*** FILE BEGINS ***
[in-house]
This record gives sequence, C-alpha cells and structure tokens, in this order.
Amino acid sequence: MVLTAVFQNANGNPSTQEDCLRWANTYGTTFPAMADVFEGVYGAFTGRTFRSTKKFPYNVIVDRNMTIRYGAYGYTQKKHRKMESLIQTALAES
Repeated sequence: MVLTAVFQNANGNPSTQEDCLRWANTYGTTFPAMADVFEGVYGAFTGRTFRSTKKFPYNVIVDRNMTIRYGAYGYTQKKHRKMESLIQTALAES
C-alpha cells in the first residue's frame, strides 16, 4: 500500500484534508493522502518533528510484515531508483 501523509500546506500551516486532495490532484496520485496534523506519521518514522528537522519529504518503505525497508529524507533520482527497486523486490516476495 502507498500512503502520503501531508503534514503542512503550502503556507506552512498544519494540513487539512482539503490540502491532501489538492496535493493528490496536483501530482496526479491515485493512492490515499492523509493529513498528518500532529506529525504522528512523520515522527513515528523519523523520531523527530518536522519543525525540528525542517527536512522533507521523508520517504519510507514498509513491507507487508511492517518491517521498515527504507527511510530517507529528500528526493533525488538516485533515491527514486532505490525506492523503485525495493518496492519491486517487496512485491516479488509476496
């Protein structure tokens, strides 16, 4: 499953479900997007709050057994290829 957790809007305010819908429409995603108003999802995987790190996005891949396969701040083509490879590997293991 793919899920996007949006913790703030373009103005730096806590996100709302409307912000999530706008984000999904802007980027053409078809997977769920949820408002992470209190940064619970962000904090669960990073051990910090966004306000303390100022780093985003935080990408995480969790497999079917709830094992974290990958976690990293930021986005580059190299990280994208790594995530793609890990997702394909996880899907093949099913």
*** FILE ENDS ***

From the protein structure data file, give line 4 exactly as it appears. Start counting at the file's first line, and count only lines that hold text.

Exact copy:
Repeated sequence: MVLTAVFQNANGNPSTQEDCLRWANTYGTTFPAMADVFEGVYGAFTGRTFRSTKKFPYNVIVDRNMTIRYGAYGYTQKKHRKMESLIQTALAES